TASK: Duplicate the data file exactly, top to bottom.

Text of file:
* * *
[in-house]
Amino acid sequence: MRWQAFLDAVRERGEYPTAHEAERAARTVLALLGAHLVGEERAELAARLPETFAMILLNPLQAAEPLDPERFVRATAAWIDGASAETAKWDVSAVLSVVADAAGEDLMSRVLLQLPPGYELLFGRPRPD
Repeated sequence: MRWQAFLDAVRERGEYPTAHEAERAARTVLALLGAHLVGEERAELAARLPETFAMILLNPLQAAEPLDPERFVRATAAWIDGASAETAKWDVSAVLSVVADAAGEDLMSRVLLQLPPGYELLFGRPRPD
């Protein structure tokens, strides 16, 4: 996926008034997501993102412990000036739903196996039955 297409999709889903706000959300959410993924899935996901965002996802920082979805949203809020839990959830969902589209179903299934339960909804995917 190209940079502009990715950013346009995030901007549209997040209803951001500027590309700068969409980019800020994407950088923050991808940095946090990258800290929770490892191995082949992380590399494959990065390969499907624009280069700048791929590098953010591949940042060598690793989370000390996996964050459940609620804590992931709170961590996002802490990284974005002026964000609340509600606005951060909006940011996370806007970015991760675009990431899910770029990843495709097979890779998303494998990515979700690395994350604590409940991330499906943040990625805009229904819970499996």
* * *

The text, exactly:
[in-house]
Amino acid sequence: MRWQAFLDAVRERGEYPTAHEAERAARTVLALLGAHLVGEERAELAARLPETFAMILLNPLQAAEPLDPERFVRATAAWIDGASAETAKWDVSAVLSVVADAAGEDLMSRVLLQLPPGYELLFGRPRPD
Repeated sequence: MRWQAFLDAVRERGEYPTAHEAERAARTVLALLGAHLVGEERAELAARLPETFAMILLNPLQAAEPLDPERFVRATAAWIDGASAETAKWDVSAVLSVVADAAGEDLMSRVLLQLPPGYELLFGRPRPD
């Protein structure tokens, strides 16, 4: 996926008034997501993102412990000036739903196996039955 297409999709889903706000959300959410993924899935996901965002996802920082979805949203809020839990959830969902589209179903299934339960909804995917 190209940079502009990715950013346009995030901007549209997040209803951001500027590309700068969409980019800020994407950088923050991808940095946090990258800290929770490892191995082949992380590399494959990065390969499907624009280069700048791929590098953010591949940042060598690793989370000390996996964050459940609620804590992931709170961590996002802490990284974005002026964000609340509600606005951060909006940011996370806007970015991760675009990431899910770029990843495709097979890779998303494998990515979700690395994350604590409940991330499906943040990625805009229904819970499996």